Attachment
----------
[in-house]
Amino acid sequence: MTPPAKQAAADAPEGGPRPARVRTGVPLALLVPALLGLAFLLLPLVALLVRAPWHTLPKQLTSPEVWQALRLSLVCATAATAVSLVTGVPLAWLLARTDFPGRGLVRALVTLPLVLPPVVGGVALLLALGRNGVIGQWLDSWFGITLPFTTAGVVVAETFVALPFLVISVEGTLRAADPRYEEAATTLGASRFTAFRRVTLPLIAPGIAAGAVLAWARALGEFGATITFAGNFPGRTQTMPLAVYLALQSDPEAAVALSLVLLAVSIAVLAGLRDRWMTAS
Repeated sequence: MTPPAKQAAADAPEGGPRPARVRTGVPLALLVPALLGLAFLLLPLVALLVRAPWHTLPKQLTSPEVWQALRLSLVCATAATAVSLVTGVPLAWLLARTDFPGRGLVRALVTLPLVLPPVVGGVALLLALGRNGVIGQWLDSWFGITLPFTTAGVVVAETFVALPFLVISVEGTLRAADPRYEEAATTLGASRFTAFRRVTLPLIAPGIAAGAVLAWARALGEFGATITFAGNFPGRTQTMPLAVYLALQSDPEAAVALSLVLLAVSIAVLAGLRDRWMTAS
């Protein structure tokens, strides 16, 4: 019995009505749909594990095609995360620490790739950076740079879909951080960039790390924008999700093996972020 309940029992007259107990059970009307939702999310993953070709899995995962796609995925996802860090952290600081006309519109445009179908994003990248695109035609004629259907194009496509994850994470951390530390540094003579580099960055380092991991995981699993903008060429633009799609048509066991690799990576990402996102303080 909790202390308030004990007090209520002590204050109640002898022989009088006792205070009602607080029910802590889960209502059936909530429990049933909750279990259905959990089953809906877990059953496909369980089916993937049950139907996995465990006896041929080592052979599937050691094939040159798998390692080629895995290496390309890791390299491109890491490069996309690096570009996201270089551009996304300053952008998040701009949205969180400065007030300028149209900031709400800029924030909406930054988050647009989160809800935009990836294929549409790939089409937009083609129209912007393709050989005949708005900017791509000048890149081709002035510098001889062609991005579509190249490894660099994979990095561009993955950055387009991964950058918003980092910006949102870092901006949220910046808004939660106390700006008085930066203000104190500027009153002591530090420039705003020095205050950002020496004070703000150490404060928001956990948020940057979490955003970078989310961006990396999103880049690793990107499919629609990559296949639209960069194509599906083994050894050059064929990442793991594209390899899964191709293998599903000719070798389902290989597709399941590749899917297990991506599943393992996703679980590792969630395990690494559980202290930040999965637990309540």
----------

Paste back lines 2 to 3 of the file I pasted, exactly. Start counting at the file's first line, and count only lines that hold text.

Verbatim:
Amino acid sequence: MTPPAKQAAADAPEGGPRPARVRTGVPLALLVPALLGLAFLLLPLVALLVRAPWHTLPKQLTSPEVWQALRLSLVCATAATAVSLVTGVPLAWLLARTDFPGRGLVRALVTLPLVLPPVVGGVALLLALGRNGVIGQWLDSWFGITLPFTTAGVVVAETFVALPFLVISVEGTLRAADPRYEEAATTLGASRFTAFRRVTLPLIAPGIAAGAVLAWARALGEFGATITFAGNFPGRTQTMPLAVYLALQSDPEAAVALSLVLLAVSIAVLAGLRDRWMTAS
Repeated sequence: MTPPAKQAAADAPEGGPRPARVRTGVPLALLVPALLGLAFLLLPLVALLVRAPWHTLPKQLTSPEVWQALRLSLVCATAATAVSLVTGVPLAWLLARTDFPGRGLVRALVTLPLVLPPVVGGVALLLALGRNGVIGQWLDSWFGITLPFTTAGVVVAETFVALPFLVISVEGTLRAADPRYEEAATTLGASRFTAFRRVTLPLIAPGIAAGAVLAWARALGEFGATITFAGNFPGRTQTMPLAVYLALQSDPEAAVALSLVLLAVSIAVLAGLRDRWMTAS